The GOAT’s Life – October 28, 1961

Maurice Podoloff’s NBA launched its 16th season – with a doubleheader at Madison Square Garden, no less -- on Thursday, October 19, 1961 … before the stroke of midnight on Saturday the 21st, Wilt Chamberlain and the Philadelphia Warriors had played three of their 80 games. Ironically, the schedule had been devised by none other than Eddie “The Mogul” Gottlieb, the Warriors’ owner.

The schedule-maker for the league’s first 30-or-so years, Gotty somehow shoehorned 80 games per team into 147 calendar days, mid-October thru mid-March.

By contrast, the GOAT and his defending champs were playing only their second game on the season’s 10th day. (The scales would ultimately balance, as the C’s would “tip-off” TWENTY times in February alone – including not one but two stretches of four games in four nights – enroute to Banner No. 5.)

A balanced Celtic attack featured eight players scoring in double-figures and an impressive 33 assists on 56 makes.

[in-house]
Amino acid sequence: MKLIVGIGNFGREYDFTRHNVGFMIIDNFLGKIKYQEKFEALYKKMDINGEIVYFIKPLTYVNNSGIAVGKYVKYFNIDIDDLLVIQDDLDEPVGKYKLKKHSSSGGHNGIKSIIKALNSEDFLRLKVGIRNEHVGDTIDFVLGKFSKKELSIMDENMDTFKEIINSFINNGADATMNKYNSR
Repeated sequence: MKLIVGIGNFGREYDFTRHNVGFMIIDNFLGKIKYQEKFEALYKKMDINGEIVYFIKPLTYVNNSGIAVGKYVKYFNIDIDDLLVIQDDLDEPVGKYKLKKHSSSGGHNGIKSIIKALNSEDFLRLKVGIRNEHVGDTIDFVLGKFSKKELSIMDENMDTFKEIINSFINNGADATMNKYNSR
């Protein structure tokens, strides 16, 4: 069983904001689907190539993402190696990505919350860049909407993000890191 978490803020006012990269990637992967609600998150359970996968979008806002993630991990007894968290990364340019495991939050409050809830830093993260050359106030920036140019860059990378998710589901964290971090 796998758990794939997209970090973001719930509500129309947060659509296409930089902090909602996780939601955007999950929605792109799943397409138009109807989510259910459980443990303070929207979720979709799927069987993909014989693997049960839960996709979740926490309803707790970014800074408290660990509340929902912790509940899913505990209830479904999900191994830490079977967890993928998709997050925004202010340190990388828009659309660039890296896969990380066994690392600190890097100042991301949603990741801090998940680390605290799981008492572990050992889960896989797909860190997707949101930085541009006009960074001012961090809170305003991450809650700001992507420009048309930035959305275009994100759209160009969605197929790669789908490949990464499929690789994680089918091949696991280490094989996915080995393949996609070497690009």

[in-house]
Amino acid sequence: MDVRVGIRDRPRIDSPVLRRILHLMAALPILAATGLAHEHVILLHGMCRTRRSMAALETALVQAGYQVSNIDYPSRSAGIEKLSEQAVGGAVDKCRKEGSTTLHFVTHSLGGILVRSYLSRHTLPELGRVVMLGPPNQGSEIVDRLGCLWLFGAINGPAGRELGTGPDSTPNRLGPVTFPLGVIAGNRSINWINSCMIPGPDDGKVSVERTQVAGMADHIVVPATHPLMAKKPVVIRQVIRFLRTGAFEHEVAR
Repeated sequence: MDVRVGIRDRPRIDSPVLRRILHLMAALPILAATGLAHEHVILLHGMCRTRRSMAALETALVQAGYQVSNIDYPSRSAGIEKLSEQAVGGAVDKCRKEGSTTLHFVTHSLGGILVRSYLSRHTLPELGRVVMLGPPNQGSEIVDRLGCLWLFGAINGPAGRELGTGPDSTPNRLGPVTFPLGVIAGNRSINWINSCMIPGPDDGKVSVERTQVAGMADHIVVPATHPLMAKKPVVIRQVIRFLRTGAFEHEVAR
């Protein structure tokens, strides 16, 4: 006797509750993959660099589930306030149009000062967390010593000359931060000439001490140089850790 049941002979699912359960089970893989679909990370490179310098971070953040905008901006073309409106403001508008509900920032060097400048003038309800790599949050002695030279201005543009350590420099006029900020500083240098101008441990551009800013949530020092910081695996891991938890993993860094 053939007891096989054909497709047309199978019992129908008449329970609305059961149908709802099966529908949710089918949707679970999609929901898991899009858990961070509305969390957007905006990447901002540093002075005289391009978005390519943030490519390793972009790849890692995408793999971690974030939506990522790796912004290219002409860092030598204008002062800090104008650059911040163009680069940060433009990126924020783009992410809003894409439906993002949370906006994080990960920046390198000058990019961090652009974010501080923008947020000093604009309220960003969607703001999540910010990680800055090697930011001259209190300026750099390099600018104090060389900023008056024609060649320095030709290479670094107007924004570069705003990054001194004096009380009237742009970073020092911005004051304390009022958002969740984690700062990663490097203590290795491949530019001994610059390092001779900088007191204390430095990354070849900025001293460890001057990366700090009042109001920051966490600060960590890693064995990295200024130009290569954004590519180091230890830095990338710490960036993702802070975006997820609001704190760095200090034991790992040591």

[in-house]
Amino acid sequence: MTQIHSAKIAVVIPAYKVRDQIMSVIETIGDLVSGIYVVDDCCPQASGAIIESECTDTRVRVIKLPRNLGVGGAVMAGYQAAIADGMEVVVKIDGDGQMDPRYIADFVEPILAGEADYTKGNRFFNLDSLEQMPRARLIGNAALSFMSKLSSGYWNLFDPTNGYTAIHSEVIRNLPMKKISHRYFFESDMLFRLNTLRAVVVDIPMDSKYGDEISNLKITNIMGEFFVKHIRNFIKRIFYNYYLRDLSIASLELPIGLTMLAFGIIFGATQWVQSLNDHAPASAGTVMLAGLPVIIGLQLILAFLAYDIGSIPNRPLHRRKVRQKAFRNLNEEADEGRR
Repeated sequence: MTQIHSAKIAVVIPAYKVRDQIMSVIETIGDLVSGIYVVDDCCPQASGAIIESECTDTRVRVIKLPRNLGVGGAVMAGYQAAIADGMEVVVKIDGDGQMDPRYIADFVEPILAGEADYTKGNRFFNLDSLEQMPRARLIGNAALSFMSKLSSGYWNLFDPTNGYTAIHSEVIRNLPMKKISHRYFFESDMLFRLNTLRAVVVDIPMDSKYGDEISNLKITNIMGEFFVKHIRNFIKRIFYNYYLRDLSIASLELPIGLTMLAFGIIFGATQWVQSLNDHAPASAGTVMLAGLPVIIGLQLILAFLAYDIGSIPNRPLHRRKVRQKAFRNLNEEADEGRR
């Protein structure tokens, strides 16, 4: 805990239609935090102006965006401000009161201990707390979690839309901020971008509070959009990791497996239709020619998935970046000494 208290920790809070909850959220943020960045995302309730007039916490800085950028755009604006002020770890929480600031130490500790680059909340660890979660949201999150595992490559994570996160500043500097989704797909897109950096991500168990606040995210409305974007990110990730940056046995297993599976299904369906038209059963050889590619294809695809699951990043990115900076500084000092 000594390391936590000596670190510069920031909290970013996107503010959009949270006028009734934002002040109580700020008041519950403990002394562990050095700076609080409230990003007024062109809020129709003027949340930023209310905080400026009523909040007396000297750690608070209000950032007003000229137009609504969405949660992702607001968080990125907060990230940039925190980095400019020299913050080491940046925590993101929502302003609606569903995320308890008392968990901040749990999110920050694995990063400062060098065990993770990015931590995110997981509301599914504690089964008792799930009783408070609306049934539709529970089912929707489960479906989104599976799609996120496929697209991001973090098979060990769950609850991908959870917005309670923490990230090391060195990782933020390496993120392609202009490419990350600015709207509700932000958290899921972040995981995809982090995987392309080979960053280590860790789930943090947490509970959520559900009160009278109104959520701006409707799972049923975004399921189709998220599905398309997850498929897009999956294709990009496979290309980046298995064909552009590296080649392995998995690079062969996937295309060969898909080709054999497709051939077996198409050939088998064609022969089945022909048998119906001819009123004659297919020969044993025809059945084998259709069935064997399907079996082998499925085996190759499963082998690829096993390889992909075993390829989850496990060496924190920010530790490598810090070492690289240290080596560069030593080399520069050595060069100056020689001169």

In December Celtic rookie Al Butler would be sold off to these very Knicks, for whom he’d play the best ball of his four-year career (35mpg, 15 ppg, 6 rpg) … and thus in early March was a participant in one of the NBA’s most historic contests, Chamberlain’s 100-point effort against these very Knicks. 

Long-time Holy Cross head coach (1972-94) George Blaney logged 17 of his career 363 minutes this night.

Abacus Revelation for the Road

The NBA’s opening night MSG doubleheader might have been intended to deliver a message.

The Fall of 1961 saw the birth of the short-lived American Basketball League. Harlem Globetrotter guru Abe Saperstein launched the rival league when he was not awarded an NBA franchise in the Southern California market, a perceived breach of a “gentlemen’s agreement” between Abe and Podoloff.

The extravagant opening night at the “Mecca” might well have been the league’s way of saying “Who needs ya”!

Accoutrements: New York Daily News,